On 11 October 2011, the Financial Stability Board (the “FSB”) published its second progress report (the “Report”)1 and accompanying press release2 on the implementation of reforms to the over-the-counter (“OTC”) derivatives market. This follows its initial progress report published on April 15, 2011,3 in which it expressed concern regarding many jurisdictions’ likelihood of meeting the end of 2012 deadline set by the G-20 and warned that to achieve this target, jurisdictions needed to take “substantial, concrete steps” toward implementation urgently. The Report, which comes out merely one year before the end of 2012 deadline, contains a more detailed review of progress towards meeting the commitments reached at the G-20 Pittsburgh summit in September 2009, to be enforced by end of 2012, including:
- all standardised OTC derivative contracts will be traded on exchanges or electronic trading platforms and cleared through central counterparties, where appropriate;
- OTC derivative contracts will be reported to trade repositories (“TRs”); and
- non-centrally-cleared contracts will be subject to higher capital requirements.
In the Report, the FSB analyses the progress made with respect to these commitments through the development of international standards, the adoption of legislative and regulatory frameworks, and actual implementation through changes in market practice. Although the FSB urges jurisdictions to “aggressively push forward” to comply with the G-20 commitments, it acknowledges that complexities are involved and states that measures must be developed with due care and analysis so as to follow the overall G-20 objectives of improving transparency in the derivatives markets, mitigating systemic risk and protecting against market abuse.
The Report also follows up on the first progress report where the FSB recognised that there would likely be a range of jurisdictional approaches taken to implementing the G-20 commitments, and recommended that the focus in assessing progress going forward should be on:
- the degree to which the commitments and objectives set by the G-20 are being met;
- highlighting areas where coordination of future steps toward achieving G-20 objectives are needed; and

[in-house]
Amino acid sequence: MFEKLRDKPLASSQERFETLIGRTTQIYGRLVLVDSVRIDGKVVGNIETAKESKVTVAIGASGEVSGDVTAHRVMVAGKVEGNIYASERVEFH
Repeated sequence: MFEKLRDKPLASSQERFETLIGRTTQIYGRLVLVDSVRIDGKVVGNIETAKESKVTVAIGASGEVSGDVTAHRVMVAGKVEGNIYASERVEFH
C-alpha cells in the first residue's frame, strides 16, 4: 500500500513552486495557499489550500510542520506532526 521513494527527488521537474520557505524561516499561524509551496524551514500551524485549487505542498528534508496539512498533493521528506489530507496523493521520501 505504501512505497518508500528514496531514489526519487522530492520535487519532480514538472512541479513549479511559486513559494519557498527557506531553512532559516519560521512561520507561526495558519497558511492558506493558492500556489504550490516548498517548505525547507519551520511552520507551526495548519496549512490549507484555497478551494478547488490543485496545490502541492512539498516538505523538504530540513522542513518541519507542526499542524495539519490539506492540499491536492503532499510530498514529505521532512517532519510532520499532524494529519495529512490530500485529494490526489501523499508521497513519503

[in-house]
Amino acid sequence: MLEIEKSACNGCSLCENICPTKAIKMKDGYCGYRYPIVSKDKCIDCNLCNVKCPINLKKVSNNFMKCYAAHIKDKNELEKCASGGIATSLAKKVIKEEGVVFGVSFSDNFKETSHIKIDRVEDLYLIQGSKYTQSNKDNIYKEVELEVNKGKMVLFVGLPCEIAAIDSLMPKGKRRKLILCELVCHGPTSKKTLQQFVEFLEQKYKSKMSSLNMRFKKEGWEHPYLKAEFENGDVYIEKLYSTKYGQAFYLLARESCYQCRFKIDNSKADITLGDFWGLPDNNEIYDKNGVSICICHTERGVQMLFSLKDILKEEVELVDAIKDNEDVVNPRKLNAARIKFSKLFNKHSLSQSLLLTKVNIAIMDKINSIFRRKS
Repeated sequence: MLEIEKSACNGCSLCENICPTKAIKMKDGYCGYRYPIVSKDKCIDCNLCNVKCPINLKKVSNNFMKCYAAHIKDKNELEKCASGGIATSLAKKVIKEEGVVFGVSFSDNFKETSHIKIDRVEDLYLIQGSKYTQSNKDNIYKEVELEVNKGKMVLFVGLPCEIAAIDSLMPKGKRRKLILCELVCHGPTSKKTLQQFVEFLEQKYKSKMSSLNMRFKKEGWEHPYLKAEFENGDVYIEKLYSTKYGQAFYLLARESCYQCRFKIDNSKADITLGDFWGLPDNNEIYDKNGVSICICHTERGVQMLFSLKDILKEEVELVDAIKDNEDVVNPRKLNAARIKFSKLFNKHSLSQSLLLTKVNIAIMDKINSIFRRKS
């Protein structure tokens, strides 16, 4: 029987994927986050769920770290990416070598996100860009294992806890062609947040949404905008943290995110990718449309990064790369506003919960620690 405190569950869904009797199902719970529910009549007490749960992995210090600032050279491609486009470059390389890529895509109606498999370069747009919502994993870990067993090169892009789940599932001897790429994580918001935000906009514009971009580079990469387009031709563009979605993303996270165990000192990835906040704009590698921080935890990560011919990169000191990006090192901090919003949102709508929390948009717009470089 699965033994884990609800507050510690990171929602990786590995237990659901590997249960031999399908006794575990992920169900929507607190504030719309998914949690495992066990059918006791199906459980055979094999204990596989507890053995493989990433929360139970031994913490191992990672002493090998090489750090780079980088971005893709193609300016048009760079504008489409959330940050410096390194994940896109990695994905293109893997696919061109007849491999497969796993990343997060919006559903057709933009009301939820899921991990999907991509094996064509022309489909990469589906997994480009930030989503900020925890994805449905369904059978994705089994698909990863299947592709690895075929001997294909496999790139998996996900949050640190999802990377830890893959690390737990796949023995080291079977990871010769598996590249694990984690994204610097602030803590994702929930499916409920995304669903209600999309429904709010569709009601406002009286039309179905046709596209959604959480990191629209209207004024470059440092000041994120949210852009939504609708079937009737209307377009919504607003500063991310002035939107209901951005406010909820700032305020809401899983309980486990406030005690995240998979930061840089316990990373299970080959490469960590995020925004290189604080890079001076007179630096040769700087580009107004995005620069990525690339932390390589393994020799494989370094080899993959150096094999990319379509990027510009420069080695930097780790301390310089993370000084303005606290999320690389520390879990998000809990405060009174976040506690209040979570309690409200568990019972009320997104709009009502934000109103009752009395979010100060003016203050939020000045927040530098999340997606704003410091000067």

- flagging where differences in approaches may foster or facilitate opportunities for regulatory arbitrage, or subject market participants and infrastructures to conflicting regulatory requirements.
The FSB states that there has been progress in this area, particularly in relation to interest rate and credit derivatives. It believes, however, that based on current progress, many jurisdictions are not on track to meet the G-20 requirement that all standardised derivatives be centrally cleared by the end of 2012.
The FSB states that Japan and the United States are the only jurisdictions that have adopted legislation mandating central clearing of standardised OTC derivatives, although such legislation does not apply to all standardised OTC derivatives, as required by the G-20 commitments. The FSB survey responses indicate that most jurisdictions, including the European Union, which expects legislation to be adopted by the end of 2011, intend to have a legislative and regulatory framework in place by the end of 2012. However, the FSB notes that for the legislation to be fully effective in many jurisdictions, further technical implementing measures are required to be taken that will further push back the effective date of the mandatory clearing requirements. Certain jurisdictions have indicated that for the sake of global consistency they are waiting for the frameworks in the US and the EU, the two largest OTC derivatives markets, to be finalised before they start work on their own systems. However, the FSB advises that they advance their systems as much as possible so as to be able to act quickly once the frameworks in the US and EU are established.
Notwithstanding the fact that most jurisdictions do not have legislation in place yet, the FSB has identified a number of potential inconsistencies across jurisdictions’ implementation of central clearing. Although it acknowledges that complete consistency is unlikely due to the specific characteristics of particular markets, the FSB believes it is important to assess whether potential overlaps or conflicts create opportunities for regulatory arbitrage or otherwise compromise the objective of mitigating systemic risk. One such potential inconsistency relates to certain jurisdictions’ doubts as to the applicability of the G-20 commitments concerning central clearing and reporting to TRs for standardised derivatives that are moved onto organised platforms (and are therefore no longer strictly “OTC”). The FSB emphatically reinforces the applicability of these commitments to all derivatives. It states that if the position were otherwise, it would be contrary to the spirit of the reforms, which are aimed at mitigating systemic risk and would also create the opportunity for regulatory arbitrage.
The FSB also notes that several jurisdictions only intend to mandate central clearing for certain asset classes and provide exemptions for others, and these exemptions may vary between jurisdictions. For example, the US Treasury proposes to exempt foreign exchange swaps and forwards from the central clearing and exchange trading requirements under Title VII of the Dodd-Frank Act on the basis that such markets operate with high levels of transparency and there are a number of unique factors that limit their risk profile compared to other derivatives. The US Treasury has also stated that mandatory clearing for such derivatives could actually jeopardise current market practices that help limit risk and ensure that the market functions effectively.